Who Cares for Poinsettias? By Roger C. Styer

Handling, display, maintenance?pass it on.

This is the time of the year when every poinsettia grower isbreathing a sigh of relief, now that all, or most all, of the crop has beenshipped and hopefully sold to consumers who value their beautiful plants.Poinsettias, as everyone knows, have become a traditional Thanksgiving andChristmas fixture throughout the United States, making them the best-sellingplant at that time of year. With all of the colors, shapes and sizes,poinsettias brighten up any environment.

Poinsettias are sold in a wide range of markets, big boxstores, grocery stores, retail florists, retail greenhouses and evenfundraisers. However, sales of poinsettias have been flat or only slightlyincreasing over the past few years. This could be due to saturation of themarket, as poinsettias are the only real crop for many growers this time ofyear. And in addition to our own overproduction, we get flooded by product fromCanada.

Problems of Care

Growing and shipping poinsettias are not the easiest thingsto do. Besides the long crop time, poinsettias can suffer from late-seasonproblems such as bract edge burn, Botrytis on the bracts, stem breakage,cyathia drop and root rot. For wholesale shipping in boxes or on carts,poinsettias should be grown with smaller and more toned bracts than those grownfor retail. Typically, wholesale plants are placed in decorative pot covers,dropped into some type of sleeve, and either boxed or stacked on carts. Theyare then shipped to big box or grocery stores, where they are divided up forfurther shipping or display.

Unfortunately, poinsettias may stay boxed for three-plusdays and are many times kept in their sleeves until take-home by a consumer.Their post-harvest life is greatly decreased by such handling, resulting inBotrytis on bracts, dropping of bracts or leaves, and a general decline inplant quality. Stores tend to use boxes for displays, often leaving plants inboxes while displaying other plants on top of the boxes. Plants are left in thesleeves so store personnel and consumers can easily pick them up and move themout. Pots are watered over the sleeves, with the pot covers catching the waterand increasing the risk of root rots. Also, when plants are watered while stillin the sleeves, bracts stay wet and get Botrytis. I have seen many poinsettiasdisplayed outside stores in the warmer parts of the country, left in the sun,exposed to wind and watered overhead at the end of the day. Can you imagine howlong those plants will keep their beauty?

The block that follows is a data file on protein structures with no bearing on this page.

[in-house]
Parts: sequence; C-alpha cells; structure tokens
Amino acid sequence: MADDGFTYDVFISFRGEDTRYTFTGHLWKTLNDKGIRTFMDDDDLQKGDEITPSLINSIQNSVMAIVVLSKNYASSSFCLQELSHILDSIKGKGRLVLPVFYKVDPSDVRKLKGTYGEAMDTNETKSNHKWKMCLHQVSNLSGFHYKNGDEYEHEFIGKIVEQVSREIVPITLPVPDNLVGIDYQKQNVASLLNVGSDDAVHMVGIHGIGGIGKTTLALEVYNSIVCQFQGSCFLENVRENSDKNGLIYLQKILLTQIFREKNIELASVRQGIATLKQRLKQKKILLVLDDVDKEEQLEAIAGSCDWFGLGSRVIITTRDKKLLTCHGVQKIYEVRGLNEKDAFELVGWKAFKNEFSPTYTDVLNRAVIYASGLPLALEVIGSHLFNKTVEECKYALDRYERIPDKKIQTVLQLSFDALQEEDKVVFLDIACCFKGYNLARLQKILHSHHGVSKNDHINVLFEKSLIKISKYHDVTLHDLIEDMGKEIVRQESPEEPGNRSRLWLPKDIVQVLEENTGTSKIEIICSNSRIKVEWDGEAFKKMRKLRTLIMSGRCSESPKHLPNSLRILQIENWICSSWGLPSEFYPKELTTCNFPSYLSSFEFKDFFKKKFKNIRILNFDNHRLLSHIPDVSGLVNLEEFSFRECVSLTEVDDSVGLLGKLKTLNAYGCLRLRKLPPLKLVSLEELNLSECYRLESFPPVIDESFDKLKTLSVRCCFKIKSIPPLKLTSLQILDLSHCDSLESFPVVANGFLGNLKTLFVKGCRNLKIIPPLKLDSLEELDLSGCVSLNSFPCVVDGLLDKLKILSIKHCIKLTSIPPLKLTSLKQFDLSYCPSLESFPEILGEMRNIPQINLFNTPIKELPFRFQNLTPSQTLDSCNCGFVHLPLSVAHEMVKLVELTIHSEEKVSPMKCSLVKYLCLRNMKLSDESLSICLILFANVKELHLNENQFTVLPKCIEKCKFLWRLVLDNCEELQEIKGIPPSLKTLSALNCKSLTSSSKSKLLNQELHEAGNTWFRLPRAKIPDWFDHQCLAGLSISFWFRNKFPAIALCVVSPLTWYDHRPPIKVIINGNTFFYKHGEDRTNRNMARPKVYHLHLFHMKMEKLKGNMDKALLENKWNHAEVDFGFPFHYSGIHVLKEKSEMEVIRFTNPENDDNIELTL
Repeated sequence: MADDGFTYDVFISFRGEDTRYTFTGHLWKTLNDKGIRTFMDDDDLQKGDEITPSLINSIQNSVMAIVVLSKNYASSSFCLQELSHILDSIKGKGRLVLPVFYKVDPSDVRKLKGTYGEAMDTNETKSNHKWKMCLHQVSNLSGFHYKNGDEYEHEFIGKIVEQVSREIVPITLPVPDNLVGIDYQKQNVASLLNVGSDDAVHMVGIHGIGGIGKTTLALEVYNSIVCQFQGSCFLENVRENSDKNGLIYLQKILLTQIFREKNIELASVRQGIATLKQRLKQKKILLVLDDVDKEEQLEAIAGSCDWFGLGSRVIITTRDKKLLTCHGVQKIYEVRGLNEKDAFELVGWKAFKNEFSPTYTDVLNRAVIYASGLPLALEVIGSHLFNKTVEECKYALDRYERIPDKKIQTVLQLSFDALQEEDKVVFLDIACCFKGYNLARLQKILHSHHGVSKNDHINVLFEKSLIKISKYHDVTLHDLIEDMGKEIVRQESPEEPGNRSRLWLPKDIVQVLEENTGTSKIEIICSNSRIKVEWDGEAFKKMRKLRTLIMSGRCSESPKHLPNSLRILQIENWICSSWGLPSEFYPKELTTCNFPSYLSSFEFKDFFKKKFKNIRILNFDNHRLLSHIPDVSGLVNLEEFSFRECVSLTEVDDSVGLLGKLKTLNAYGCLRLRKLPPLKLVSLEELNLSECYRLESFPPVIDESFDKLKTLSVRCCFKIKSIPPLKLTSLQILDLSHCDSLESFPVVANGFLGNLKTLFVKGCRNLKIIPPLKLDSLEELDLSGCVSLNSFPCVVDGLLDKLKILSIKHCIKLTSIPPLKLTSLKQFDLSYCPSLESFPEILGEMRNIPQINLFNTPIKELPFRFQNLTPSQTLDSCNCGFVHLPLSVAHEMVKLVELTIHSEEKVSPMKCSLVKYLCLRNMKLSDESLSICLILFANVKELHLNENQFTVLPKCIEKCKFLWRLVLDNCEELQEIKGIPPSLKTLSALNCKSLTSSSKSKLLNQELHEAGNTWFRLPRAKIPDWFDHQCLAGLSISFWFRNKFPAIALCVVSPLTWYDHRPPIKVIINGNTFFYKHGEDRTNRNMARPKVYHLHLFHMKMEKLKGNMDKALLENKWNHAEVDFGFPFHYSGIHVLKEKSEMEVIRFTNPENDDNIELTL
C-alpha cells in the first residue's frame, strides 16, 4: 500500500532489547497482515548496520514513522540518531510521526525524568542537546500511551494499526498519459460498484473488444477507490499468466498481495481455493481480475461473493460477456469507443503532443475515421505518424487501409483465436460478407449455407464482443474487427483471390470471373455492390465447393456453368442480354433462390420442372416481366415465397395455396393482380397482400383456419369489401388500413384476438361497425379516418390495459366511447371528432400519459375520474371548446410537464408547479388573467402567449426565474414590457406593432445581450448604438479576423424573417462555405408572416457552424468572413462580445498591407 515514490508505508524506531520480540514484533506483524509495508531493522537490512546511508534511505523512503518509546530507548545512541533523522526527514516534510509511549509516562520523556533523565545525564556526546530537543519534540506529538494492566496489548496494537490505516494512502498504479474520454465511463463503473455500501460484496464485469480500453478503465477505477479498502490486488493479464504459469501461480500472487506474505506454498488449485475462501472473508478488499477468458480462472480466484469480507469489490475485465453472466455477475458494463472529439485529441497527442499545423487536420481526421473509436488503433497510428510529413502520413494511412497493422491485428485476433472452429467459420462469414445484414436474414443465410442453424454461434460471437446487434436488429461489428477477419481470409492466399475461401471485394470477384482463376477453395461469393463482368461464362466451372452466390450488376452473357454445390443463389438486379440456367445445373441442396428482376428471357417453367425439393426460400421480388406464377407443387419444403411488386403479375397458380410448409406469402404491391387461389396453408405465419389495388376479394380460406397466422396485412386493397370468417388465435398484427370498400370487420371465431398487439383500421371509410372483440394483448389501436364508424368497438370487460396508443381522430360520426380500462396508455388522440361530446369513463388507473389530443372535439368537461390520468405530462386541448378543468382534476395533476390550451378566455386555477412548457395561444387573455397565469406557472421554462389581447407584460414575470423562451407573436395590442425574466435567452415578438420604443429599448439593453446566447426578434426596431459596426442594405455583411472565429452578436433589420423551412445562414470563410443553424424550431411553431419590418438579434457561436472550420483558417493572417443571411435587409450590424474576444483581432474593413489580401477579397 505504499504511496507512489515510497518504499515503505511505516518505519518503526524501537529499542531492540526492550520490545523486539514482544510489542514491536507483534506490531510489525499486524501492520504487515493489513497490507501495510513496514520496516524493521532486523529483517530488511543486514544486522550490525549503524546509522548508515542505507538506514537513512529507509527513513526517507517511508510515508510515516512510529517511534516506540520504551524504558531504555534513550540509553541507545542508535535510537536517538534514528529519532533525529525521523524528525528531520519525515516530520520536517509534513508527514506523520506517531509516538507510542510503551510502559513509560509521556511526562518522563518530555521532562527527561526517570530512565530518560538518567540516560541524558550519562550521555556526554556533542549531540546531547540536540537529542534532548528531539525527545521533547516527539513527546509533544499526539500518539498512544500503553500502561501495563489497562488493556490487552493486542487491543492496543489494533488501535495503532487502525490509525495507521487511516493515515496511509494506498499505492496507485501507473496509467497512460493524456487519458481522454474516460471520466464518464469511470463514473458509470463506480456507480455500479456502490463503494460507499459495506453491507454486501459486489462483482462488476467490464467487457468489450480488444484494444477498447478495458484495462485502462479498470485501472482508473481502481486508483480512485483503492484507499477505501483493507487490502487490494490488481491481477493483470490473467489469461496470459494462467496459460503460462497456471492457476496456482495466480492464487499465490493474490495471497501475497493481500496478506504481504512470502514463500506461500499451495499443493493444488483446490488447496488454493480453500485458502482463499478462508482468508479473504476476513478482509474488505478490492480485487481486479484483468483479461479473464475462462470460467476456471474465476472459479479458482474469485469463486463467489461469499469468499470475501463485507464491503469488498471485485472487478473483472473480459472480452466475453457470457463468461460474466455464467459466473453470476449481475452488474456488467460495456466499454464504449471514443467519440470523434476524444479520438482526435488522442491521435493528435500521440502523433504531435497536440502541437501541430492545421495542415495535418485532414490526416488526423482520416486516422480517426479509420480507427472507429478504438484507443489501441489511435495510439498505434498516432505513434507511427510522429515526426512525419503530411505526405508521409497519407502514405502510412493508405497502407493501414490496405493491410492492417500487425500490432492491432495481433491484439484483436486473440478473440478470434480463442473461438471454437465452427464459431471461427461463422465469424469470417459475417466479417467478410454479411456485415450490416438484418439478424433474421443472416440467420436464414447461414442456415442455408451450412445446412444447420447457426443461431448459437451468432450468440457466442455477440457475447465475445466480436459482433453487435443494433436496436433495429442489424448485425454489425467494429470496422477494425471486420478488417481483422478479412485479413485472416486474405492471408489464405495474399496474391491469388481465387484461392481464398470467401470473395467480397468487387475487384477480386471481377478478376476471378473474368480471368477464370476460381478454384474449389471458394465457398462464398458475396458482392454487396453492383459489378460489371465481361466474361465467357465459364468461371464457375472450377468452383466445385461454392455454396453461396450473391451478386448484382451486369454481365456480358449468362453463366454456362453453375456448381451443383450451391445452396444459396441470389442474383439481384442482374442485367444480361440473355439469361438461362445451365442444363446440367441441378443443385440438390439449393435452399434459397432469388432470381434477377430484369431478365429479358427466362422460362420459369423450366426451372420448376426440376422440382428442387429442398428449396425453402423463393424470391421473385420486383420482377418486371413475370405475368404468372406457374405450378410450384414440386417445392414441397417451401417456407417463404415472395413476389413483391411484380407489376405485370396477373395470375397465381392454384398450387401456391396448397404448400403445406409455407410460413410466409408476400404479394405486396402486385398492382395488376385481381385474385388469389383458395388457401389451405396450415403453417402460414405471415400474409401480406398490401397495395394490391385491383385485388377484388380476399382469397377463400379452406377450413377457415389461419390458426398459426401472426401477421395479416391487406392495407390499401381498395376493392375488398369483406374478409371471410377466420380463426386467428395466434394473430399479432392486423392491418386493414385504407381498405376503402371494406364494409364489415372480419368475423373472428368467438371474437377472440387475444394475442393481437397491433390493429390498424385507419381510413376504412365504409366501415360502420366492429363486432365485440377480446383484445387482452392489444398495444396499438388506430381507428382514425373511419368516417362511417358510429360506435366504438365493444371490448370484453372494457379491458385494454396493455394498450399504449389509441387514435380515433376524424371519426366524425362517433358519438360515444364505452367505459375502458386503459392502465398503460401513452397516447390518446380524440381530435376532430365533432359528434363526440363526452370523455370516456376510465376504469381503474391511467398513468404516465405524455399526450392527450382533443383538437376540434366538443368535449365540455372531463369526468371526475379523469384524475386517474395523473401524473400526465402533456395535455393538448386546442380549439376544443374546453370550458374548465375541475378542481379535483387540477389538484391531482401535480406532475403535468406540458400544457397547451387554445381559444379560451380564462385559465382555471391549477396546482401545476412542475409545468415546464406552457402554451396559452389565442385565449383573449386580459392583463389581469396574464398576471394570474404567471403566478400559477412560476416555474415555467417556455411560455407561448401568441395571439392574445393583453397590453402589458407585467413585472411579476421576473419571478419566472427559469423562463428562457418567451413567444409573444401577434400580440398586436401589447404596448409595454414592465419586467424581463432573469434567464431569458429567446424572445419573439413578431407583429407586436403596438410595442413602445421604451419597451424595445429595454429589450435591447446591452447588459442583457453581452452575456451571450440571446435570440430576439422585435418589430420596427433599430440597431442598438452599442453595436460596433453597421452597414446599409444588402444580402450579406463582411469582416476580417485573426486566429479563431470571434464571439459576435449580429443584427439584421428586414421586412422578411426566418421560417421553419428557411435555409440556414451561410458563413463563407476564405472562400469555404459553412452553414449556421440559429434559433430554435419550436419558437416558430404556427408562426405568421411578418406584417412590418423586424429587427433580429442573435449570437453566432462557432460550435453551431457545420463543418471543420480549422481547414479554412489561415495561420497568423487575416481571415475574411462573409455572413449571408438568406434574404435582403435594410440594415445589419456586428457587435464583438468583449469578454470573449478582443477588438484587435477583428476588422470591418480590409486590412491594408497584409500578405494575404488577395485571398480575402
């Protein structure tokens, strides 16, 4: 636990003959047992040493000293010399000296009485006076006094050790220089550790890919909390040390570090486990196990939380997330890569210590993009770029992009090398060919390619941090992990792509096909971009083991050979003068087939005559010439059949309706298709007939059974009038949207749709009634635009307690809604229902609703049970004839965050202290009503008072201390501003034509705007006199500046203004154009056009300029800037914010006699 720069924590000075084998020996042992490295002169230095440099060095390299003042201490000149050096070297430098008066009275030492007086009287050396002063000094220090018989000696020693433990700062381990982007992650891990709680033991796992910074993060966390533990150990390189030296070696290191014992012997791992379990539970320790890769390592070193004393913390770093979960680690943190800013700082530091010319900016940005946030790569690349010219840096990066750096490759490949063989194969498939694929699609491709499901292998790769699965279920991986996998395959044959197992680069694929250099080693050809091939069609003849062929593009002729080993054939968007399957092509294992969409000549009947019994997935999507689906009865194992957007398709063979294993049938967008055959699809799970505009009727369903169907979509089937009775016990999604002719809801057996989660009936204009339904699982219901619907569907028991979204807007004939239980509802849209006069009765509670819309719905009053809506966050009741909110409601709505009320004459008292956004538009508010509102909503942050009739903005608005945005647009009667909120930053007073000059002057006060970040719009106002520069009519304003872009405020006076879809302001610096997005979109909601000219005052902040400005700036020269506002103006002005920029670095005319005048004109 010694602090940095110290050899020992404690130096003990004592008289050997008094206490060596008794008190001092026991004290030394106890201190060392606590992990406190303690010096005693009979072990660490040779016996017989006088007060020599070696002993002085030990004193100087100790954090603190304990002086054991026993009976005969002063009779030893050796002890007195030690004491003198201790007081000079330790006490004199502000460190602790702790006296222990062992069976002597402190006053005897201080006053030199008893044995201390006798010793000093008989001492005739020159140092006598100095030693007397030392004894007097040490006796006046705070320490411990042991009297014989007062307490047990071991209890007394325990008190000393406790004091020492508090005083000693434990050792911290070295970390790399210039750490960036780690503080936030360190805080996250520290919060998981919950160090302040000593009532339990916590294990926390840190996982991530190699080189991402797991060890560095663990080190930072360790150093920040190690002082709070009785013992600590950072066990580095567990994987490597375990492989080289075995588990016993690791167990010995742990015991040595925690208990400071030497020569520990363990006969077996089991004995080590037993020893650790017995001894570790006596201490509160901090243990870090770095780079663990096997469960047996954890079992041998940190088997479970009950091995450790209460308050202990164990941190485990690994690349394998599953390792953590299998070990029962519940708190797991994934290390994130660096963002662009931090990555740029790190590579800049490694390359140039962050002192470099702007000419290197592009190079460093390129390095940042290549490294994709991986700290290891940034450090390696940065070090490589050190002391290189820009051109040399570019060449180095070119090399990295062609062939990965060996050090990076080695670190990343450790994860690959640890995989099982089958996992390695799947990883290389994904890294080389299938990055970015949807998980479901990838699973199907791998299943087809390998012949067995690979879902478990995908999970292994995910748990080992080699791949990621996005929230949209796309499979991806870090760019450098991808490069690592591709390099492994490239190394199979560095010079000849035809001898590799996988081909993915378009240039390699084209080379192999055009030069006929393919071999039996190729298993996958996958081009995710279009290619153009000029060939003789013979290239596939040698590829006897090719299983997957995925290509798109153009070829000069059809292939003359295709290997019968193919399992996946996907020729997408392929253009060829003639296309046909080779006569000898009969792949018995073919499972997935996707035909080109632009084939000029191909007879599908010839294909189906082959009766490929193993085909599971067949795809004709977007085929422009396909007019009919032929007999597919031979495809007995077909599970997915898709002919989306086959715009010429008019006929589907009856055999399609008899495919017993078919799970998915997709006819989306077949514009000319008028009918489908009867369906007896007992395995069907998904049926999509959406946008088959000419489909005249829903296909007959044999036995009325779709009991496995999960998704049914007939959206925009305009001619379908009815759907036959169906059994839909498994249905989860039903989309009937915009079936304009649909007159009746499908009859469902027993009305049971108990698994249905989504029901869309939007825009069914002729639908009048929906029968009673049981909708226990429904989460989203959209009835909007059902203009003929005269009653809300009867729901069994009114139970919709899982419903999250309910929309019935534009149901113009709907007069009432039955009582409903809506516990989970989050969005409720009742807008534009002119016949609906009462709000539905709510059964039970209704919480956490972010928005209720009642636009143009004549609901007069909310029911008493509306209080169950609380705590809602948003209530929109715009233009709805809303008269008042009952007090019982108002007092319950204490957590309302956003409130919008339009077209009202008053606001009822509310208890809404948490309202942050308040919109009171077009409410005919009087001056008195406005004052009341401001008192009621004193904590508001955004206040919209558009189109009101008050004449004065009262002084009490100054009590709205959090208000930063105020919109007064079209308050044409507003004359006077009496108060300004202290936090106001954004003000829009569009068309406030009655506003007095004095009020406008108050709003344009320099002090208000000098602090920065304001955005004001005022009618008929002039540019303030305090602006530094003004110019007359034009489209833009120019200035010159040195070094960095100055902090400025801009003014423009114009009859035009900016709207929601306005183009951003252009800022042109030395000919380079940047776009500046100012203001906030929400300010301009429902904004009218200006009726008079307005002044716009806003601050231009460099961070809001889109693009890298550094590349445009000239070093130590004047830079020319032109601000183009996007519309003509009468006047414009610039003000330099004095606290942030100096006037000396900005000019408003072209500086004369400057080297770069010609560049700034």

The consumer would more readily buy poinsettias in any storeif they could see them in all of their beauty, meaning out of the sleeves. Theattractive pot covers and even the sleeves help sell the plants, but where arethe POP, signage and instructions for their care? Alas, you need to look forthe tag to find out how to care for your poinsettia. And that tag is readilycovered up by the plant. Consumers typically place plants in the wronglocations, resulting in a quick drop of leaves, damage to bracts or death ofthe plants. And don’t forget about the yearly media mention of how poinsettiasare poisonous.


Every year, I am absolutely dumbfounded by the lack of careduring handling, shipping, display and sale of poinsettias in the marketplace.Being a consultant, it is easy to point out the problems, but a good consultantalso proposes solutions to those problems. So, here are my solutions to improvethe care of poinsettias.

First, growers need to work more closely with store buyersto devise reasonable specifications for what plants should look like and howthey should be shipped. Soft plants do not ship well but toned plants will.Growing taller plants with more bracts is not the answer, nor is growing themat close spacing. Reduce the number of plants produced, as the stores are notobligated to take all of the plants that buyers order. Use merchandisers in thestores, just like in the spring season. Get rid of boxes, and convince thestores to take sleeved plants on carts. Use sleeves that breathe (have lots ofair holes). Make sure that at shipment, plants have healthy root systems, nodamage to bracts or leaves, and proper moisture. Keep time in transit to anabsolute minimum (less than two days), and grow varieties that will ship better(dark-leaf). There is great research out of the University of Florida fromTerril Nell and Jim Barrett about post-harvest life of all the varieties. Andhow about an information sheet to store personnel on how to care for thepoinsettias once they receive them?

Second, stores need to unsleeve plants immediately whenreceived and display them properly (no drafts or full sun, please!). Consumerswill stop in their tracks when poinsettias are displayed en masse in anattractive way. Make it easy for them to pick out their plants and sleeve themthemselves. Rework displays every day, removing damaged plants and replacingthem with fresh ones. Categorize poinsettia displays with fresh fruit andvegetable displays; they are just as perishable, if not more.

And finally, how about having more information for theconsumer on how to care for their poinsettias? We are doing so much with POPand branding during the spring (and even with pansies in the fall), but weneglect poinsettias. Tell the consumer to punch holes in the pot covers andplace plants in saucers to water them (maybe even sell them the saucers withtheir plants). Or better yet, how about getting rid of pot covers all togetherand using more colored pots?

Roger C. Styer

Dr. Roger C. Styer is president of Styer's Horticultural Consulting, Inc., Batavia, Ill. He can be reached by phone at (630) 208-0542, fax at (630) 208-0966 or E-mail at carleton@voyager.net.

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